The Student News Site of San Francisco State University

Golden Gate Xpress

The Student News Site of San Francisco State University

Golden Gate Xpress

The Student News Site of San Francisco State University

Golden Gate Xpress

Students gladly say goodbye to Uber

Illustration by Roxanne Hernandez

The Uber boycott continues with SF State students, as they do their part in deleting the ride-sharing app, following the company’s decision to temporarily turn off their surging prices to and from John F. Kennedy International Airport during protests and subsequent taxi strikes, according to their Twitter account, during the protest of President Trump’s travel ban.

Outrage among the app users quickly spread as the company was accused of taking advantage of the protest for monetary gain, in contrast to taxi drivers who supported the protest by choosing not to give service to and from the airport after several people were detained.

“I am not going to participate in giving any of my business toward companies that actively support fascism,” said Harry Tafoya, an SF State alumnus.

“I think (Trump’s) agenda is absolutely odious. Having Uber participate in a business council gives legitimacy to an administration that should not be in power,” Tafoya said.

Uber CEO Travis Kalanick has served on President Trump’s business advisory council, but recently stepped down. He continues to state through his Twitter account that he does not support the president’s travel ban.

“We have a team of in-house attorneys who’ve been working night & day to get U.S. resident drivers & stranded families back into country,” Kalanick said Feb. 3 on his Twitter account.

“Perhaps one of Trump’s greatest legitimacies of his presidency was based on how he had been seen by many as such a successful businessman,” Tafoya said.

“I think if you are serious and you are in opposition to this administration … a good way of expressing that is making sure your dollar is your word,” Tafoya said. “If you make a statement as a consumer that you’re not going to support a business because of its affiliation with Donald Trump, that takes a big hack at his credibility.”

Current SF State student Sydney Peterson said she had been thinking of deleting her Uber app for a while. She believes the company historically had not been handling workers’ rights or sexual assault accusations appropriately, but the CEO working with Trump’s business advisory team was “the last straw.”

“A lot of people are talking about it,” Peterson said. A good handful of people I know deleted Uber.”

Tafoya said he knows many people who also deleted the app — even his parents are participating in the boycott.

Peterson said living and getting around in San Francisco while boycotting the app won’t impede her schedule. She used to use Uber 1-7 times a week, but she will now be relying on public transportation and Lyft, Uber’s competitor ride-sharing app.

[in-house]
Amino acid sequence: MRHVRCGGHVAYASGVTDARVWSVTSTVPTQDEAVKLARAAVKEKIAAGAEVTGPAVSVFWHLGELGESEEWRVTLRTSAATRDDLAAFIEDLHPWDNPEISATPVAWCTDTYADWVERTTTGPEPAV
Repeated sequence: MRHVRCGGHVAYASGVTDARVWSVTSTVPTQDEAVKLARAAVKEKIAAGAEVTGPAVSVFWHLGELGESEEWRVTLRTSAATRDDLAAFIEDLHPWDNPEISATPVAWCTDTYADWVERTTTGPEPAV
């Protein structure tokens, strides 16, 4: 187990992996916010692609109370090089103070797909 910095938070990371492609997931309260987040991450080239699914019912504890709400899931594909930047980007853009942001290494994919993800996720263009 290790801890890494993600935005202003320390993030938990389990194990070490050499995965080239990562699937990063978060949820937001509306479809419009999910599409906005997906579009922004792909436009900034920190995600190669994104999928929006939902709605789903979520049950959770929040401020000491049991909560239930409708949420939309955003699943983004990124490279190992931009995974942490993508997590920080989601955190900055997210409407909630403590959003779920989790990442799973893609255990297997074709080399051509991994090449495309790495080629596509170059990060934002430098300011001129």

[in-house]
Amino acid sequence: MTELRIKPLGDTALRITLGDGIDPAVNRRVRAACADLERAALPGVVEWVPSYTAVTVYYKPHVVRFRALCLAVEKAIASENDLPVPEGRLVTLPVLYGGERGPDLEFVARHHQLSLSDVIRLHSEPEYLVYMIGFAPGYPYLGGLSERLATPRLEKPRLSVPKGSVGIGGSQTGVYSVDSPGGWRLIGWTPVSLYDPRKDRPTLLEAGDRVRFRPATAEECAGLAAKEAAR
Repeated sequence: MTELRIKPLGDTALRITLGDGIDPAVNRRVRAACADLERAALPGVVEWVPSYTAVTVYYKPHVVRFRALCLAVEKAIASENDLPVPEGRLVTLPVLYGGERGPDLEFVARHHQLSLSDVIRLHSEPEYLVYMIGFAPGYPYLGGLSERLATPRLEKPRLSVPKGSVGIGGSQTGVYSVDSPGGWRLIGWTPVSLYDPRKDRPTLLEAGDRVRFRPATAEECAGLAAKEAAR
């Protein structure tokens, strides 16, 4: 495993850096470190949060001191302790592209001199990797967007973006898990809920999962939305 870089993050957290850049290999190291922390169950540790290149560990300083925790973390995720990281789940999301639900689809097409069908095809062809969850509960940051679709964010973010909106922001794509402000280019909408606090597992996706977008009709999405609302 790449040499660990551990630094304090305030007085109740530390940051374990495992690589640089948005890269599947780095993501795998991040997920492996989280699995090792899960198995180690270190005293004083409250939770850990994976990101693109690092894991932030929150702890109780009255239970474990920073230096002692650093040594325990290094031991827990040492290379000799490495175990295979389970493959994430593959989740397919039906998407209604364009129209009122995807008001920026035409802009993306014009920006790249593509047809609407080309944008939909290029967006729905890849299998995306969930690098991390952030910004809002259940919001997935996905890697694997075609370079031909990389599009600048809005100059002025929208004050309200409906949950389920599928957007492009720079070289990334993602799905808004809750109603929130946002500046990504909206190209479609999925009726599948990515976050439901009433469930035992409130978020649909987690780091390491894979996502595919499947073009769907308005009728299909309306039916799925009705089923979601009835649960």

Peterson and Tafoya expressed it may be difficult at times when they are running very late, but they are standing by their decision..

“There are far more people who are sympathetic to Muslim taxi drivers organizing a protest with the airport,” said Robert Ovetz, a professor in the political science department. “It’s an expression of solidarity. It’s a very old form of political protest to express your opposition to a policy directly in the workplace.”

Ovetz also mentioned Uber drivers resigning due to the controversy.

“It’s a kind of labor action … The National Labor Relations Commission found last year that Uber drivers are employees. So it’s a kind of strike, actually,” Ovetz said. “These Uber drivers are refusing to work for this company as long as they are engaging in policies that are unjust and undermine fellow taxi drivers.”

Despite the company’s apology and Kalanick stepping down from the council, the #DeleteUber hashtag continues to be popular on social media.

The Uber boycott is just one recent example of consumer backlash against companies for political reasons.

Another trending hashtag with a similar agenda, #GrabYourWallet, was created in October 2016 and aims to boycott any company that does business with the Trump family. Its website,, lists several major retail stores, a majority of which carries Ivanka Trump products. Among those on the list include Macy’s, Bloomingdales, TJ Maxx, Bed Bath and Beyond, Amazon and Zappos.

In return, Trump supporters have been participating in boycotts as well.

#BoycottNordstrom began trending after it was reported that the retail store would no longer be selling Ivanka Trump’s line.

The movement to boycott Budweiser beer has also been popular among the president’s supporters. Many people believed the company’s one-minute commercial, a story supposed to represent one the of the founder’s immigration to the U.S., was meant to criticize the president’s immigration policies.

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Students gladly say goodbye to Uber